I'm 50% owner of a bootstrapped iPhone app. My partner cannot afford to invest more time and money in further development so I offered him to buy him out for $10K. He will accept the $10K with the condition that he keeps 5% equity. Up to now we've split all the development costs and paid from our personal bank accounts. Our ownership agreement is purely verbal so there is no legal paper work stating who owns what and how much. I'd like to buy his share using my company name and make everything official with the proper legal documentation. I just have no idea what I need to do so he can still own 5% of the app. Please help. Thanks!
How did you come to the $10K number? Based on revenue? Each of your contributions? Tough to answer this without understanding if the app is on the upswing or on decline etc.
Does he want 5% equity of the app or 5% residual royalties? My guess is that he wants to participate in the revenue. If that is the case, I would structure an X-year sliding deal that eventually worked him out of the app. It could be something like Year 1: 5% of PROFIT share. Year 2 3% of PROFIT share. Year 3 1% of PROFIT. Year 4? Nothing. It has to be based on PROFIT not REVENUE.
Structuring a company and then issuing "shares" in an app is insane to me given the likely lifespan of an app. Too much hassle.
Answered 8 years ago
I will leave the valuation and counterquestions about how you arrived at $10k out of this response since others have handled it. My advice would be to setup a formal entity asap (LLC or C Corp) using the resources here (FREE and thorough entity setups) http://www.foundersworkbench.com/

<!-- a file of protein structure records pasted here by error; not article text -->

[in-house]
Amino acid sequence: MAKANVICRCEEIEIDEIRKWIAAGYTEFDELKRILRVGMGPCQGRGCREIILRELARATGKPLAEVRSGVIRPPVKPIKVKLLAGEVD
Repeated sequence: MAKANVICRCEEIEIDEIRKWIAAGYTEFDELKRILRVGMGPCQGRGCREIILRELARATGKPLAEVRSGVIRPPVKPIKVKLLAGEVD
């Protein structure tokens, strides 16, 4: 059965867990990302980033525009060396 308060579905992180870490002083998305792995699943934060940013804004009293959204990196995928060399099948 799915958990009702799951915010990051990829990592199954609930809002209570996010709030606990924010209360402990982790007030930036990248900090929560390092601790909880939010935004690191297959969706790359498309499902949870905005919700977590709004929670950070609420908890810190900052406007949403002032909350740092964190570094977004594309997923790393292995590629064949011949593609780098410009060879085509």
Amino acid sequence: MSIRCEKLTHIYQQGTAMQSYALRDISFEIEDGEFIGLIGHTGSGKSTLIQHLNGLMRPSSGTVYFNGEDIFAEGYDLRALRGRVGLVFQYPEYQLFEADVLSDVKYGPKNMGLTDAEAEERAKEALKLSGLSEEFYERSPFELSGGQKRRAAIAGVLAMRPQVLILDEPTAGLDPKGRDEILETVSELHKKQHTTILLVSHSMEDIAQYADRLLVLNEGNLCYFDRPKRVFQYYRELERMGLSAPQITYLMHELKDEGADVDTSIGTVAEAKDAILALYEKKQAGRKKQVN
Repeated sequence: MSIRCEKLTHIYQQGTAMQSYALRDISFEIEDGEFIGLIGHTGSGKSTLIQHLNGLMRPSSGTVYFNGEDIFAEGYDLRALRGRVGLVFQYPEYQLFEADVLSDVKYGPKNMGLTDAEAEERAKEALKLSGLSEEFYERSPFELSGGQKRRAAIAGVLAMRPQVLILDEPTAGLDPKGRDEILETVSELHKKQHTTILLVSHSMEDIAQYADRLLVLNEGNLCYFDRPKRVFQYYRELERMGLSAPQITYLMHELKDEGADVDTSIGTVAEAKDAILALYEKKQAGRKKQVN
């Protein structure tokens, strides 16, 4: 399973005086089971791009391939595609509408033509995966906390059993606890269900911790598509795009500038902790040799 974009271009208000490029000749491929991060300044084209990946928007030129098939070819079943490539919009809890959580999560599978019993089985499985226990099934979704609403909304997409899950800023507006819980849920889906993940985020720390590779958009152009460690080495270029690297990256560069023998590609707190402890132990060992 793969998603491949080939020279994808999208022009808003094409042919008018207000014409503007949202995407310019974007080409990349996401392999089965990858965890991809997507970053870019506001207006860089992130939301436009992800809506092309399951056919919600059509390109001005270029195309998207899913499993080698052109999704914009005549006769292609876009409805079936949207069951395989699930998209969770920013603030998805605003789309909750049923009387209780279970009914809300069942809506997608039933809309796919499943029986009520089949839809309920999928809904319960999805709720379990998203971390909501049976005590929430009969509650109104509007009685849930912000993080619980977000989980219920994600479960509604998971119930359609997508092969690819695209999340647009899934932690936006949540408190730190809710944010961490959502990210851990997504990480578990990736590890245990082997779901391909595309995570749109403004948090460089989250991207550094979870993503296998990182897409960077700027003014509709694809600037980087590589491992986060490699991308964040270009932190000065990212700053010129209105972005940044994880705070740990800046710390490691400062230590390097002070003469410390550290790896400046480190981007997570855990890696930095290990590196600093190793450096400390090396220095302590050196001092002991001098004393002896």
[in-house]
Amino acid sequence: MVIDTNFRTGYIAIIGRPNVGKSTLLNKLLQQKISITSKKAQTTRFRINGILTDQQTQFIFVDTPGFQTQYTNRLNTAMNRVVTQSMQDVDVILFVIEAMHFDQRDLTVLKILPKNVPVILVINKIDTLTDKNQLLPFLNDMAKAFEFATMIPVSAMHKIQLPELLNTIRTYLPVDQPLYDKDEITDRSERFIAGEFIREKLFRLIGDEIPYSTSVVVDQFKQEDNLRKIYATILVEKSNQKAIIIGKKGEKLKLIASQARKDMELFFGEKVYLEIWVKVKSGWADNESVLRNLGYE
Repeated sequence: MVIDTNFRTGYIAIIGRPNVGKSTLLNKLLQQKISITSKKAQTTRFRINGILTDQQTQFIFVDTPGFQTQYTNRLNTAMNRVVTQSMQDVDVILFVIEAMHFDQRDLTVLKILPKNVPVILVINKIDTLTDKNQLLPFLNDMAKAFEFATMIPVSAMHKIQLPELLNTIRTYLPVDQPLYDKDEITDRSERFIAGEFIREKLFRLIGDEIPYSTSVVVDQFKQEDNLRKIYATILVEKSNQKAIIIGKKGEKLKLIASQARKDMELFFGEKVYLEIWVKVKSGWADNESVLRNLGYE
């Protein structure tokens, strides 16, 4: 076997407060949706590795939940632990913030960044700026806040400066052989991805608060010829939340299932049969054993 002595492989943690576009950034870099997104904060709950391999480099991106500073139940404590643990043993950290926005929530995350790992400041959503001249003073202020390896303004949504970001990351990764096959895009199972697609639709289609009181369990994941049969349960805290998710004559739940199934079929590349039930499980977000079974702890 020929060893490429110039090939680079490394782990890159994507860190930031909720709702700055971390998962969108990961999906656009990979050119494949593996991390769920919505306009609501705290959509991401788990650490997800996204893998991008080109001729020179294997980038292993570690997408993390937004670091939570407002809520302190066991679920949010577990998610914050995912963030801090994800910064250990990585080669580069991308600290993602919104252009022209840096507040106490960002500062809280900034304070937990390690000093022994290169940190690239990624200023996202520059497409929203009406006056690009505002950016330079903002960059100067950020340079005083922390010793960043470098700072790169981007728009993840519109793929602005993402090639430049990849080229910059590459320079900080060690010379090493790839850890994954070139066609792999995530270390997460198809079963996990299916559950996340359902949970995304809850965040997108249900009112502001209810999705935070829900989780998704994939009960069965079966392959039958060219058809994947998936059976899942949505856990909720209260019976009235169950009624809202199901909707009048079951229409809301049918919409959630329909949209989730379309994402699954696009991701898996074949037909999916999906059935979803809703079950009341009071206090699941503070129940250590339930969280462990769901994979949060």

If you never plan on raising money for this and it is a lifestyle business then you can use an LLC and issue yourself 95% of the member units and your former partner 5% of the member units.
If you want to be more strategic and think you may have something that will grow into something or potential take on new investors in the future go with a Delaware C Corp and
Authorize 10m shares
Issue yourself 5m shares at par value .001 (will cost you $500 to establish the basis and you put this money into the corporate account in exchange for the shares you receive)
You then have another 5million shares for any potential option pools or future investors you need, but until issued your 5m shares represent 100% of the company undiluted.
You can either issue your former partner a warrant to purchase up to 250,000 shares of common stock at par value for a period of the next 2-3 years (you decide the runway) which would be 5% of what you have issued and outstanding.
Or you could put a 4 year vesting schedule in place whereby he has to provide certain ongoing advisory services etc and can buy the common stock today at par value like you ($25 to purchase the 250,000 shares) which would go into the corp acct in exchange for the stock certificates.
The 4 year vesting schedule means that each year he fully vests 50,000 of his purchased shares and that if he underperforms his agreed advisory role or you guys go a different direction the company has the right to buy those remaining unvested shares back from him at par value.)
In both cases you (and he) will have 30 days to file your 83B election with the IRS so talk to your accountant asap to make sure your 5m shares are registered for long term capital gains and that you won't pay ordinary income tax on the value of the shares in the future. (see http://www.orrick.com/Events-and-Publications/Documents/1955.pdf)
Hope some of those tips and links help you. :)
Answered 8 years ago